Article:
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MICROSCOPY RESEARCH AND TECHNIQUE 44:1 (1999)
Introduction to Histology of the Hypothalamic-Pituitary Axis
CELESTE R. WIRSIG-WIECHMANN, PHD.
Department of Cell Biology, University of Oklahoma Health Science Center, Oklahoma City, Oklahoma
The hypothalamic-pituitary axis represents an important pathway in the control of the body’s endocrine
systems. As classically described, specialized groups of
neurons within the hypothalamus control the release of
a variety of hormones from the adenohypophysis (anterior pituitary gland), or release hormones directly into
the blood within the neurohypophysis (posterior pituitary gland). These hormones regulate the major metabolic and reproductive functions of the body.
Since the discovery of the dual origins of the pituitary
from diencephalon and oral ectoderm by Martin Heinrich Rathke in the early 1800s, much has been learned
concerning the anatomy and neurochemistry of the
neuronal relationships with the pituitary. However, the
very complex and dynamic nature of pituitary secretion
warrants a much more extensive examination of these
neural control systems.
Because this topic is very broad and new information
is being generated at a fast pace, it is not possible to
cover all the hypothalamic systems in detail. Rather
the goal of the topical issue ‘‘Histology of the Hypothalamic-Pituitary Axis’’ is to provide examples of the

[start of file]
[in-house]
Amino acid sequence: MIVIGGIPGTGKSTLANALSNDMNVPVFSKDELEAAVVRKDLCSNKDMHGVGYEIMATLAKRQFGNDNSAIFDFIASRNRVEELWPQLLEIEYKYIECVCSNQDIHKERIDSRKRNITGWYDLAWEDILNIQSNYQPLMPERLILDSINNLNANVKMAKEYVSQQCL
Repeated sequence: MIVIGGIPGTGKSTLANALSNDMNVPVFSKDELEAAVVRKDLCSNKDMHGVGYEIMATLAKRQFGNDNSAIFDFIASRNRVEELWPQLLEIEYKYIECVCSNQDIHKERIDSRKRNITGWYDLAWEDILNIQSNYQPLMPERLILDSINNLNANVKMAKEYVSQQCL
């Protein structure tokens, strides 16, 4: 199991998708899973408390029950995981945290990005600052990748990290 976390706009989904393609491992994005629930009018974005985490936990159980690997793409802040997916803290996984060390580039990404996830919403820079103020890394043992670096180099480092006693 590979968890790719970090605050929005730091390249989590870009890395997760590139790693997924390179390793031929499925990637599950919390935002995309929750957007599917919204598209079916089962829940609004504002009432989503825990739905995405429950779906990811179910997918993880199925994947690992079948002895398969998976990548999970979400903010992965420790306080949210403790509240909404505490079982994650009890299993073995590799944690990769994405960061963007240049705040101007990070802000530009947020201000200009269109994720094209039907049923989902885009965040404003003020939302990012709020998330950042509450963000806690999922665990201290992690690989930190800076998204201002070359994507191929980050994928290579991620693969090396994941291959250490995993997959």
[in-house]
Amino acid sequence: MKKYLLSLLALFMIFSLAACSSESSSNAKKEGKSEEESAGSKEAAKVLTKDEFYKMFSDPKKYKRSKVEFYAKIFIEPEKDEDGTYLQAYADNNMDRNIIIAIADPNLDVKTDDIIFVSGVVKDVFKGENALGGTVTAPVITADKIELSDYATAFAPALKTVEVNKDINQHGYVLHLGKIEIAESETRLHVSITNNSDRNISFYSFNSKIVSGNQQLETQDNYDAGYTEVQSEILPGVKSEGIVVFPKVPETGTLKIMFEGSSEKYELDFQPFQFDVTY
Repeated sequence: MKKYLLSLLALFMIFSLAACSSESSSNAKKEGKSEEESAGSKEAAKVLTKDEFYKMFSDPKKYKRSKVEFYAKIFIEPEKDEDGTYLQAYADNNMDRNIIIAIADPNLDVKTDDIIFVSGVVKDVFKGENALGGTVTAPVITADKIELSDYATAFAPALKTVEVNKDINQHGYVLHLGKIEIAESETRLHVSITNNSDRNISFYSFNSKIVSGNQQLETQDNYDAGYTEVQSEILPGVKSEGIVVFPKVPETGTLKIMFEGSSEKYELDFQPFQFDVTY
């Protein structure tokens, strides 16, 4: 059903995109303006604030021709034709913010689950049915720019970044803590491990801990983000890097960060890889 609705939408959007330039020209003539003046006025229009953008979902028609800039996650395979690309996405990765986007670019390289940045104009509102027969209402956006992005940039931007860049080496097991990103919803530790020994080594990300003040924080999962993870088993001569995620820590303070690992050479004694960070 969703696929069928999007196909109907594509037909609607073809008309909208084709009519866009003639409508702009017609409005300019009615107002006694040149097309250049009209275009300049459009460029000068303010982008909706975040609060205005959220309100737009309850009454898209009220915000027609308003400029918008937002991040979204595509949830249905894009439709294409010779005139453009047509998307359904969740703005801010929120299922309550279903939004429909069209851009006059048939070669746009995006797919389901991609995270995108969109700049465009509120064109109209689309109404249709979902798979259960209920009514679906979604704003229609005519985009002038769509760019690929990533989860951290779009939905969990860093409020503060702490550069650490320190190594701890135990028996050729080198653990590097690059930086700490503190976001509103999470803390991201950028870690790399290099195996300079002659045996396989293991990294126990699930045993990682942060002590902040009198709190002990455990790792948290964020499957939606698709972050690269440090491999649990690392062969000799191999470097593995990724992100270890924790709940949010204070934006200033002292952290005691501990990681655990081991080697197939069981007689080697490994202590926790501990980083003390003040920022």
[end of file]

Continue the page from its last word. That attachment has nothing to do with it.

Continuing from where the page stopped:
modern anatomical approaches that are being used to
provide new information about specific (immunocytochemically-identified) hypothalamic-pituitary systems
from a comparative and functional perspective.
The first two papers deal with the gonadotropinreleasing hormone (GnRH) system. These neurons are
unique in that they are born within the nasal cavity and
migrate into the forebrain during development. Those
that reach the preoptic-hypothalamic area are responsible for controlling the secretion of luteinizing hor-
r 1999 WILEY-LISS, INC.
mone and follicle stimulating hormone from the pituitary gland. The neural activity of these neurons is
coordinated so that they all fire simultaneously to elicit
hormonal secretion. The first two papers address: (1)
what molecular guidance mechanisms subserve the
migration of GnRH neurons to the appropriate brain
areas during development (Schwanzel-Fukuda), and
(2) what structural mechanisms are involved in GnRH
neuron coordinated activity (Witkin).
The second set of papers covers a variety of hypothalamic neural systems related to the anterior and posterior pituitary, including those containing vasopressin,
oxytocin, gonadotropin-releasing hormone, and corticotropin-releasing hormone, among others. These papers
cover aging and comparative issues and specifically
address: (3) what age-related changes occur in hypothalamic neurons (Zhou and Swaab), and (4) how the
teleost adenohypophysis receives direct innervation
from hypothalamic neurons (Batten, Moons, and Vandesande).
Far from being comprehensive, this topical issue on
the ‘‘Histology of the Hypothalamic-Pituitary Axis’’
serves to highlight some recent advances in our knowledge regarding the complex relationship between the
brain and the master gland of the body. It also serves to
illustrate the wealth of information on this system still
awaiting discovery.
I wish to thank all the authors for their contributions,
and Dr. John E. Johnson, Jr., Editor-in-Chief of Microscopy Research and Technique, for his guidance and
support during the process of compiling this series of
topical papers.
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